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As Biomass Power Rises, a Wood-Fired Plant Is Planned in Texas

The city of Austin, Tex., approved plans on Thursday for a huge plant that will burn waste wood to make electricity, the latest sign of rising interest in a long-dormant form of renewable energy.

When completed in 2012, the East Texas plant will be able to generate 100 megawatts of electricity, enough to power 75,000 homes. That is small by the standards of coal-fired power plants, but plants fueled by wood chips, straw and the like — organic materials collectively known as biomass — have rarely achieved such scale.

Austin Energy, a city-owned utility, has struck a $2.3 billion, 20-year deal to be the sole purchaser of electricity from Nacogdoches Power, the company that will build the plant for an undisclosed sum. On Thursday, Austin’s City Council unanimously approved the deal, which would bring the Austin utility closer to its goal of getting 30 percent of its power from renewable sources by 2020.

“We saw this plant as very important because it gives us a diversity of fuels,” said Roger Duncan, general manager of Austin Energy. “Unlike solar and wind, we can run this plant night or day, summer or winter.”

More than 100 biomass power plants are connected to the electrical grid in the United States, according to Bill Carlson, former chairman of USA Biomass, an industry group. Most are in California or the Northeast, but some of the new ones are under development in the South, a region with a large wood pulp industry.

The last big wave of investment in the biomass industry came during the 1980s and early 1990s. Interest is rising again as states push to include more renewable power in their mix of electricity generation.

Last week, Georgia Power asked state regulators to approve the conversion of a coal plant into a 96-megawatt biomass plant. An additional 50-megawatt plant in East Texas is expected to be under construction by September.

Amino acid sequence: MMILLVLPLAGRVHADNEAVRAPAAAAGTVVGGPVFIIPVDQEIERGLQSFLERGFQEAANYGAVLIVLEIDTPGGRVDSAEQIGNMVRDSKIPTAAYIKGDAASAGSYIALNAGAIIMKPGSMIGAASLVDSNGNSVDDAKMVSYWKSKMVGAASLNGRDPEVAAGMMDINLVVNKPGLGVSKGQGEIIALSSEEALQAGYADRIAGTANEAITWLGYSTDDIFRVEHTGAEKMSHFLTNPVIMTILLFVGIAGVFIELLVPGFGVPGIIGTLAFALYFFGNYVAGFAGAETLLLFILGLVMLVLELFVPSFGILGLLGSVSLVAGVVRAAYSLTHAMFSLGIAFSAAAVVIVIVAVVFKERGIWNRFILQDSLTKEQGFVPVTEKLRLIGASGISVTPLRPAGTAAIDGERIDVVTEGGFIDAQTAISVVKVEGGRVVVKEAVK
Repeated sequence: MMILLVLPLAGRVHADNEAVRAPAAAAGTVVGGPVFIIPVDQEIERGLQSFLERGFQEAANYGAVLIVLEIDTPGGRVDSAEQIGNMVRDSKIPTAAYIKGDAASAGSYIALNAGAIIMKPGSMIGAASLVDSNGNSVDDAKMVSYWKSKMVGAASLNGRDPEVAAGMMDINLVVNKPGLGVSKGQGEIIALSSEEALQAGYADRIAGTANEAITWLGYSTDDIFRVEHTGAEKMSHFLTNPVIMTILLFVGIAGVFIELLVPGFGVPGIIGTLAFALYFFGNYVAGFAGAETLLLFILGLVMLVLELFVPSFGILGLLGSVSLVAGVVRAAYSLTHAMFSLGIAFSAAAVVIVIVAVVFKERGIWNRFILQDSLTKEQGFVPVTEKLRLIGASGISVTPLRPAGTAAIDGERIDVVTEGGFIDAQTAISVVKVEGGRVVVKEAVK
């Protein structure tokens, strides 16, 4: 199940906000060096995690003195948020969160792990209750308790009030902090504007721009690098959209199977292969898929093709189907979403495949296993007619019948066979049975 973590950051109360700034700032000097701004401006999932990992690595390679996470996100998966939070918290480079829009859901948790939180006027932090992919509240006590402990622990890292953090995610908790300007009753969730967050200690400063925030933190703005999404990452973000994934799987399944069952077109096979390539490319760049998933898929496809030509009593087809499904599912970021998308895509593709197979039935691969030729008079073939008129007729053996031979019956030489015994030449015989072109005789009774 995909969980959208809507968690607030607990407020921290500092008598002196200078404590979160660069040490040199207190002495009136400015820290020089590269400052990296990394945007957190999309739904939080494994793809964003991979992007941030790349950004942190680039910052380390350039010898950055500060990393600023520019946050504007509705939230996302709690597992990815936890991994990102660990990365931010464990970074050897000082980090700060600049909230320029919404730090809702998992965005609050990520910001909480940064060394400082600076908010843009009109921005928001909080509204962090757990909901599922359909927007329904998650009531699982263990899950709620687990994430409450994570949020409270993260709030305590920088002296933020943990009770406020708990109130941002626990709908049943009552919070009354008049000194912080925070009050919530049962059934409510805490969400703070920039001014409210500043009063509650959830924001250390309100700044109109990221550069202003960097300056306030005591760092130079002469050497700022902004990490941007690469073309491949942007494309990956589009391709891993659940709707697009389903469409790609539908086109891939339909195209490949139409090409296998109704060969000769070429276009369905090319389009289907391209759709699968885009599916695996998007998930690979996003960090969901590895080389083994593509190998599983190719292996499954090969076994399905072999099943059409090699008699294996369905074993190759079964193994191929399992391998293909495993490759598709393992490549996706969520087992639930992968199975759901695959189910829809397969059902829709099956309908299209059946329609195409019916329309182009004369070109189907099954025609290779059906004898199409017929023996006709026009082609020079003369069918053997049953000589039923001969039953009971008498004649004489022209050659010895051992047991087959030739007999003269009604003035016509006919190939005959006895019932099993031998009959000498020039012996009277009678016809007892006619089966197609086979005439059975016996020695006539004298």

Mike Whiting, chief executive of Decker Energy International, a developer and owner of four biomass plants around the country, estimates 15 to 20 new biomass plants are proposed in the Southeast, though not all will be built. The region is, he said, “the best part of the U.S. for growing trees.”

In California, which has the most biomass plants in the country, momentum is reviving after years of decline. The number of biomass plants has dropped to fewer than 30, from 48 in the early 1990s, because of the closing of many sawmills and the energy crisis early this decade, said Phil Reese of the California Biomass Energy Alliance. Six to eight of the mothballed plants are gearing up to restart, Mr. Reese said, helping California meet its renewable energy goals.

At least three biomass plants have been proposed in Connecticut, and another three in Massachusetts — though last week one of these, a $200 million, 50-megawatt biomass plant proposed for the western part of the state, experienced a regulatory setback because of concerns about truck traffic.

Some environmental groups have opposed the Nacogdoches plant. Cyrus Reed, conservation director of the Sierra Club’s Lone Star chapter, said the plant was not “as clean as it could be” in terms of emissions. He also criticized the lack of a competitive bidding process to build the plant.

Pulp and paper companies operating in wooded East Texas have also opposed the plant, which will require a giant amount of wood residue — one million tons each year. They are concerned that there is not enough wood for their industry and the plant. But Tony Callendrello, vice president of Nacogdoches Power, said the company would use only discarded forest residues, mill waste and the like.

“We have no need — and no intention — to go after anything that the forest-products companies would be using in their production,” he said.

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